Follow beer writer, Troy Burtch, as he explores the wonderful world of craft beer and the pubs that serve it. Great Canadian Beer is a place to come to catch up on beer news, read tasting notes, check out event listings, and for pub previews and reviews.


Wednesday, December 1, 2010

McGill Economist Throws Beer Drinkers Under The Bus

I was listening to the radio on my way into work today when the host of the program brought up a topic about tax cuts. Normally I would switch the station and listen to something else, but before I could the host brought up a quote uttered by Thomas Velk, McGill University's Economist.

The discussion, and I won't bore you with it, was around statements made by Ed Clark, the Chief Executive of TD Bank, who had made a speech in Montreal last week about urging tax cuts for poor Canadians.

Velk meanwhile, doesn't agree with Clark's approach and had this to say to the Financial Post on November 26th - "I would really dispute Mr. Clark's notion that we need to give money to the beer drinkers." He continued, "We can't afford it. We've got to build future productivity and we have to do that in the private sector. And the only way to do that is to give funding to the productive citizens who privately invest."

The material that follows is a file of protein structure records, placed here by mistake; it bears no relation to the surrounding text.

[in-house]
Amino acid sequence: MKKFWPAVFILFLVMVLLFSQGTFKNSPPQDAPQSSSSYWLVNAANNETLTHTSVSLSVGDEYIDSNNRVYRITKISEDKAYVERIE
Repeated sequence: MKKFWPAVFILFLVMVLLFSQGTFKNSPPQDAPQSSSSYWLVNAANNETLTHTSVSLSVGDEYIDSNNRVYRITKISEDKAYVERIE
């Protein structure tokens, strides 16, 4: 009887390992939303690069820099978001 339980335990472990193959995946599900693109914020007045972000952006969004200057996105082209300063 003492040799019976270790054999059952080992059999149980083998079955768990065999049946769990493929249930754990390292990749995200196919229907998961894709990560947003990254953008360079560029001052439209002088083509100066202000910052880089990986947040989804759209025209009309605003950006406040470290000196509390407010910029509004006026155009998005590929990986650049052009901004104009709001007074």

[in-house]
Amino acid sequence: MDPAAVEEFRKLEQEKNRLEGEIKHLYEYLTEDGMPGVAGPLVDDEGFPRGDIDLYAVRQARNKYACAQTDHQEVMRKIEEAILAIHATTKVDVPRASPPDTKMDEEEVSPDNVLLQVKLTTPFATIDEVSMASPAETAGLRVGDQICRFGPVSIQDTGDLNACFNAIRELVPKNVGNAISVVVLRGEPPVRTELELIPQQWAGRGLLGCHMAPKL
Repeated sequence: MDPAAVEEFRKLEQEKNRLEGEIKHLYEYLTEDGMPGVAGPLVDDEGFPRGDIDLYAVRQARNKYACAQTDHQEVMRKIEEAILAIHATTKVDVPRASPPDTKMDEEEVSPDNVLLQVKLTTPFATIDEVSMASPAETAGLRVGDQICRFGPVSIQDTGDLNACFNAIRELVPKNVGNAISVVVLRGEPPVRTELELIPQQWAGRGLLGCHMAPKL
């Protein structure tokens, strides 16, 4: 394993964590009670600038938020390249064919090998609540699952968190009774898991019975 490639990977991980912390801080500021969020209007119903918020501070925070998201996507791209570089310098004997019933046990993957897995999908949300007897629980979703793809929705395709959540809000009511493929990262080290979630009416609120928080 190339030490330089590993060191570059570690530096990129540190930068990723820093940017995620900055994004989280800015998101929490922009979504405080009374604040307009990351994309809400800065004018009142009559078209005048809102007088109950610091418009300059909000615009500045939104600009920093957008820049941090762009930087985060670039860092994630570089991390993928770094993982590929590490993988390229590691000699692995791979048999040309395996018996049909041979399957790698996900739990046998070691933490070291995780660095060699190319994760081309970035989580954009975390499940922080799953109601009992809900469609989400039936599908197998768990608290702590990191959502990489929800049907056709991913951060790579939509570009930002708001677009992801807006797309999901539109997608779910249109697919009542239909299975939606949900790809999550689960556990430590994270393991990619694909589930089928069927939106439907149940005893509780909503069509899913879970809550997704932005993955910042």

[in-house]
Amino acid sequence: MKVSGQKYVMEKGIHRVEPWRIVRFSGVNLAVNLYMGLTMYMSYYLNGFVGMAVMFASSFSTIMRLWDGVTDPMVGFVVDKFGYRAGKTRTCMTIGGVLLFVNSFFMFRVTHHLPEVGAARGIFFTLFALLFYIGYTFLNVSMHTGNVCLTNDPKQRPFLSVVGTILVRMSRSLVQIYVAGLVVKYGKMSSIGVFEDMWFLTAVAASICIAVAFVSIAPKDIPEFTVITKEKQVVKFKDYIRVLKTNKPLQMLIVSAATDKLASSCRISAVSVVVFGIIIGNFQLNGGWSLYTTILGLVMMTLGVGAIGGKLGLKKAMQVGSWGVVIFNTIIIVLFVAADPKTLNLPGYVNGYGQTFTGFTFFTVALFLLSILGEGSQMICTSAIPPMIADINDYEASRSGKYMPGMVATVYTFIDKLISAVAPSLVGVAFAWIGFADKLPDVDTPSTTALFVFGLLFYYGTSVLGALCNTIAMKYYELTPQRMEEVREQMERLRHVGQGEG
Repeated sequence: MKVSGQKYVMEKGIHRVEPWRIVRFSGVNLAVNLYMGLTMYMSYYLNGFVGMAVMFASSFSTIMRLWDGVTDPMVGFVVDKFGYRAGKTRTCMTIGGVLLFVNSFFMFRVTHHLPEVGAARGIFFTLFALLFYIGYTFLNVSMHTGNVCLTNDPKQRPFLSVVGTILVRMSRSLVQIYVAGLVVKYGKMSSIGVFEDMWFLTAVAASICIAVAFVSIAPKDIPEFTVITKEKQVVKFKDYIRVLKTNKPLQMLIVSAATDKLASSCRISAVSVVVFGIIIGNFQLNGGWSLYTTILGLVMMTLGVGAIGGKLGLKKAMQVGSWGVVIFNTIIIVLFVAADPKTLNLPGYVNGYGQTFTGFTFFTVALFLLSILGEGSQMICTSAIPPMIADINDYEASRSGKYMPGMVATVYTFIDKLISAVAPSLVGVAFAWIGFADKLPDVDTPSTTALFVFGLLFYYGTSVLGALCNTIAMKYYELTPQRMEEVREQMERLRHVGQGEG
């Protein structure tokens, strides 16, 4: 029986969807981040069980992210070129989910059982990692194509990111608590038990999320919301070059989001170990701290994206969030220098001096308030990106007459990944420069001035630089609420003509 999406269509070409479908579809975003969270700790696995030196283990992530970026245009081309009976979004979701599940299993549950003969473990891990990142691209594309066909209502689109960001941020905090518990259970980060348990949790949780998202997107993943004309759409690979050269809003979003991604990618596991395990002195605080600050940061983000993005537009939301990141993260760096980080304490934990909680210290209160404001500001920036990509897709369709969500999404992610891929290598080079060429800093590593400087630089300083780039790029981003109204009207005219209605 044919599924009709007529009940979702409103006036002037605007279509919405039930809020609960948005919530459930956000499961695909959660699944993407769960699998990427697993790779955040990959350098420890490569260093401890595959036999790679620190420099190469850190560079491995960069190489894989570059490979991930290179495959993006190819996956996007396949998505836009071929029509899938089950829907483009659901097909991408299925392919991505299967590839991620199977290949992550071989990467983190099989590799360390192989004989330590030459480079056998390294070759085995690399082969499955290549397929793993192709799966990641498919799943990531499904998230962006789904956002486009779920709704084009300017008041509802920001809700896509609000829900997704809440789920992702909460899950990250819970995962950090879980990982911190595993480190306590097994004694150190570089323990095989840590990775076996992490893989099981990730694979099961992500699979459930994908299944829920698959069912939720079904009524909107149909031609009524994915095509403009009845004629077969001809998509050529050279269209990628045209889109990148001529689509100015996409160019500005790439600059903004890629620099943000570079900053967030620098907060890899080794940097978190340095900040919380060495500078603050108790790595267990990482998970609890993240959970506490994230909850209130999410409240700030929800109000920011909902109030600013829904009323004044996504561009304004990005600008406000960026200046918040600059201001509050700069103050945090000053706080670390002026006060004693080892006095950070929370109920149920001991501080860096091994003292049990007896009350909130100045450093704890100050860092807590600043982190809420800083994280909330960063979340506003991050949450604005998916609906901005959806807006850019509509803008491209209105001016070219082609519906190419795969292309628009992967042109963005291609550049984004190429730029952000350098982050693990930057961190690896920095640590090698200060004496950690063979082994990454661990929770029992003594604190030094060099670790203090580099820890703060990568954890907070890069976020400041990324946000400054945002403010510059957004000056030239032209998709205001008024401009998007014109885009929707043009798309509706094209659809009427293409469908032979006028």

Now, I don't want to delve into this any further than needed, but what is he saying here about beer drinkers? He's making a pretty general statement that beer drinkers are poor and that they are not productive citizens. So, are all wine drinkers rich? Are all scotch drinkers productive citizens? What an absurd comment to make.

Years ago a Liberal MP made comments similar to this and it caught the attention of Rick Mercer who launched the "Beers Not Kids" petition in response. He didn't know why everyone was beating up on beer!

Yet once again, beer drinkers get thrown under the bus. But being low class, unproductive citizens and all, we might welcome it.

1 comment:

Alan said...

That is also bad economics as private investors put money into other markets other than the Canadian or local one you want to trigger. One of the best and most effective ways of triggering spending and economic growth is to include a significant broad based consumer rebate. That is why conservatives like George Bush and Alberta's government have chosen to use them so effectively.

Web Analytics

Winter Ale